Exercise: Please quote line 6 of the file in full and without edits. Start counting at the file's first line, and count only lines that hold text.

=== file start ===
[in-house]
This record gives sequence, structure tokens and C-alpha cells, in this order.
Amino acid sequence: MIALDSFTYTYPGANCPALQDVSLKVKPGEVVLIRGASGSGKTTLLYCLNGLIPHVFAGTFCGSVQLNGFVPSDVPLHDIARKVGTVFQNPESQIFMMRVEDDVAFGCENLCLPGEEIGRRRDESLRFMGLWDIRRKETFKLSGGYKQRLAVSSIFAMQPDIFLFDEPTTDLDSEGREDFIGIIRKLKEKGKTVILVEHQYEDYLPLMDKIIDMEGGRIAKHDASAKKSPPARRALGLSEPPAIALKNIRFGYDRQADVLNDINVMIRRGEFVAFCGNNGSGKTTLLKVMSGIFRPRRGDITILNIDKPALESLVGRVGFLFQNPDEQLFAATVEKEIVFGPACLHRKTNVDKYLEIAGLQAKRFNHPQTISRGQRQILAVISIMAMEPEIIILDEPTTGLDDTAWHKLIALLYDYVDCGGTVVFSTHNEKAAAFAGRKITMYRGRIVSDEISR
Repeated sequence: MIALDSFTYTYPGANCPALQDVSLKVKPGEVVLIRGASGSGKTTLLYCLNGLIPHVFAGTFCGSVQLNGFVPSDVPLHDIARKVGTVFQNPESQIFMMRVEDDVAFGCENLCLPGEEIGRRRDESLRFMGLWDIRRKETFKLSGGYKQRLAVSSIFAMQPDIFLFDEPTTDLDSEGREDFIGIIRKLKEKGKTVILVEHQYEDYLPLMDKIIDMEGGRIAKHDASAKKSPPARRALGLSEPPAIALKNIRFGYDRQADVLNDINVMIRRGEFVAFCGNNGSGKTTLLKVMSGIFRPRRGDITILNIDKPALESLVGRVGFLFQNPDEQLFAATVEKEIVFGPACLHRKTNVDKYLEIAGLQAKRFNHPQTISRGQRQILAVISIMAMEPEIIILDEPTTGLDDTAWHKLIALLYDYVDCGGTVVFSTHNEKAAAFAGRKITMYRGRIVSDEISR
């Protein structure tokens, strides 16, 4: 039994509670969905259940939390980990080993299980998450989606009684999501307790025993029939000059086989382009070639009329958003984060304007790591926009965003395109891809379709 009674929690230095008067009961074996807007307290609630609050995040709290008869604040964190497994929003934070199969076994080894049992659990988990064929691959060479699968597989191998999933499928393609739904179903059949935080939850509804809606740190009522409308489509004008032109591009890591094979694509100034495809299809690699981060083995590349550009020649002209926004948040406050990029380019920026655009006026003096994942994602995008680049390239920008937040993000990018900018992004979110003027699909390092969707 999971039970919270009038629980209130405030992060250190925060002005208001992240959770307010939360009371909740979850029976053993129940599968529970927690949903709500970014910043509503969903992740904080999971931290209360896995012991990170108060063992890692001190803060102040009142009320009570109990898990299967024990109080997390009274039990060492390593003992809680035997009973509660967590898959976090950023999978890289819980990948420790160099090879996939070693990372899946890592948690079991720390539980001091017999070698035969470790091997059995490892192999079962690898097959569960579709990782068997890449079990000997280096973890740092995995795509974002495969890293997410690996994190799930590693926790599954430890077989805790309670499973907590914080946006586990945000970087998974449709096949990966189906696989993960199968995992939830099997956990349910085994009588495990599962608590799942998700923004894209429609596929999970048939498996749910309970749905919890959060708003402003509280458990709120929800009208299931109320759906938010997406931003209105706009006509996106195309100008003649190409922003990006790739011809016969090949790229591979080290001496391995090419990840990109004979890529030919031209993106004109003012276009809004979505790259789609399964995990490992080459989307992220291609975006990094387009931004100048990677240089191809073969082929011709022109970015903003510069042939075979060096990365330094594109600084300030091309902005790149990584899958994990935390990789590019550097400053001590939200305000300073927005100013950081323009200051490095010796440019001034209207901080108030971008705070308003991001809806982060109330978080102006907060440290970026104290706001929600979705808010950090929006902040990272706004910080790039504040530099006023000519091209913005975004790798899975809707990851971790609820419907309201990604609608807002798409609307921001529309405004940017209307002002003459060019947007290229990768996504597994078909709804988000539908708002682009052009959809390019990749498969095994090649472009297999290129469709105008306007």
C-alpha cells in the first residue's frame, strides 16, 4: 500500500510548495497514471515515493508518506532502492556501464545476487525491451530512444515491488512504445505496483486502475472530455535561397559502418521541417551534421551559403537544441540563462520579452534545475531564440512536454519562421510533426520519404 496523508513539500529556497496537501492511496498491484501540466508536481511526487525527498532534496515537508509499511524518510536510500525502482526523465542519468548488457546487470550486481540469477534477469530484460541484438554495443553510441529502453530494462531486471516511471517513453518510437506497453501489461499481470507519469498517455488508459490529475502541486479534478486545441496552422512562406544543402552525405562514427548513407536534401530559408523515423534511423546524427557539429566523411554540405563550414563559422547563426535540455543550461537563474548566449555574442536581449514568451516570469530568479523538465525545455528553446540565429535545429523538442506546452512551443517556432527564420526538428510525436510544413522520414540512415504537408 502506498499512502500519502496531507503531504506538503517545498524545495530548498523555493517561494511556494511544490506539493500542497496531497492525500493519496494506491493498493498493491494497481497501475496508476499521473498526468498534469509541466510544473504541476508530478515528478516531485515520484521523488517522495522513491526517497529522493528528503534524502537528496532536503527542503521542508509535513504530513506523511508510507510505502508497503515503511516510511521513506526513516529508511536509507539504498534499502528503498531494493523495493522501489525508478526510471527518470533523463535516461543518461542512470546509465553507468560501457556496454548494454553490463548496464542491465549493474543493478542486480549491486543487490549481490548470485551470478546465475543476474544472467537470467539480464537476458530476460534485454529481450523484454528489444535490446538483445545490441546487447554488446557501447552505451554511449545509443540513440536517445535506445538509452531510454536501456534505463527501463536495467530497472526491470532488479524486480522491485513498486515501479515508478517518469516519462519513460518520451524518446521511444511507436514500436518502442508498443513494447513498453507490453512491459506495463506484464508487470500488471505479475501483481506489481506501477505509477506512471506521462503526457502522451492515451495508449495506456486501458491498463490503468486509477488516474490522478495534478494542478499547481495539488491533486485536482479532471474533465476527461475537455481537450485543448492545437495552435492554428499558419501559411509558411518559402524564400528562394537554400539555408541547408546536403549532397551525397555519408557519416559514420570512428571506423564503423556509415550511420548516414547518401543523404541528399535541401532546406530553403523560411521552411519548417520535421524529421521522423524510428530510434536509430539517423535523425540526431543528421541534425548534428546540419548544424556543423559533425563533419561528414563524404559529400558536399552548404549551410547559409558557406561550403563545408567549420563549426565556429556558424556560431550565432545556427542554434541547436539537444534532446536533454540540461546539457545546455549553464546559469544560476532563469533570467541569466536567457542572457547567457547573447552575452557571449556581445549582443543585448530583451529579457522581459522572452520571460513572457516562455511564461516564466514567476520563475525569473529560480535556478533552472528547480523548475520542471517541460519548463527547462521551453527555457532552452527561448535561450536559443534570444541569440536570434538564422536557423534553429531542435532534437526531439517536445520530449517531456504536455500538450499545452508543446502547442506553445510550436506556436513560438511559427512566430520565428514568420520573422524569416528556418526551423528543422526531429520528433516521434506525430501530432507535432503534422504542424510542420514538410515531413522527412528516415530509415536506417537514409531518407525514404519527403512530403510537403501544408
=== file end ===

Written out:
C-alpha cells in the first residue's frame, strides 16, 4: 500500500510548495497514471515515493508518506532502492556501464545476487525491451530512444515491488512504445505496483486502475472530455535561397559502418521541417551534421551559403537544441540563462520579452534545475531564440512536454519562421510533426520519404 496523508513539500529556497496537501492511496498491484501540466508536481511526487525527498532534496515537508509499511524518510536510500525502482526523465542519468548488457546487470550486481540469477534477469530484460541484438554495443553510441529502453530494462531486471516511471517513453518510437506497453501489461499481470507519469498517455488508459490529475502541486479534478486545441496552422512562406544543402552525405562514427548513407536534401530559408523515423534511423546524427557539429566523411554540405563550414563559422547563426535540455543550461537563474548566449555574442536581449514568451516570469530568479523538465525545455528553446540565429535545429523538442506546452512551443517556432527564420526538428510525436510544413522520414540512415504537408 502506498499512502500519502496531507503531504506538503517545498524545495530548498523555493517561494511556494511544490506539493500542497496531497492525500493519496494506491493498493498493491494497481497501475496508476499521473498526468498534469509541466510544473504541476508530478515528478516531485515520484521523488517522495522513491526517497529522493528528503534524502537528496532536503527542503521542508509535513504530513506523511508510507510505502508497503515503511516510511521513506526513516529508511536509507539504498534499502528503498531494493523495493522501489525508478526510471527518470533523463535516461543518461542512470546509465553507468560501457556496454548494454553490463548496464542491465549493474543493478542486480549491486543487490549481490548470485551470478546465475543476474544472467537470467539480464537476458530476460534485454529481450523484454528489444535490446538483445545490441546487447554488446557501447552505451554511449545509443540513440536517445535506445538509452531510454536501456534505463527501463536495467530497472526491470532488479524486480522491485513498486515501479515508478517518469516519462519513460518520451524518446521511444511507436514500436518502442508498443513494447513498453507490453512491459506495463506484464508487470500488471505479475501483481506489481506501477505509477506512471506521462503526457502522451492515451495508449495506456486501458491498463490503468486509477488516474490522478495534478494542478499547481495539488491533486485536482479532471474533465476527461475537455481537450485543448492545437495552435492554428499558419501559411509558411518559402524564400528562394537554400539555408541547408546536403549532397551525397555519408557519416559514420570512428571506423564503423556509415550511420548516414547518401543523404541528399535541401532546406530553403523560411521552411519548417520535421524529421521522423524510428530510434536509430539517423535523425540526431543528421541534425548534428546540419548544424556543423559533425563533419561528414563524404559529400558536399552548404549551410547559409558557406561550403563545408567549420563549426565556429556558424556560431550565432545556427542554434541547436539537444534532446536533454540540461546539457545546455549553464546559469544560476532563469533570467541569466536567457542572457547567457547573447552575452557571449556581445549582443543585448530583451529579457522581459522572452520571460513572457516562455511564461516564466514567476520563475525569473529560480535556478533552472528547480523548475520542471517541460519548463527547462521551453527555457532552452527561448535561450536559443534570444541569440536570434538564422536557423534553429531542435532534437526531439517536445520530449517531456504536455500538450499545452508543446502547442506553445510550436506556436513560438511559427512566430520565428514568420520573422524569416528556418526551423528543422526531429520528433516521434506525430501530432507535432503534422504542424510542420514538410515531413522527412528516415530509415536506417537514409531518407525514404519527403512530403510537403501544408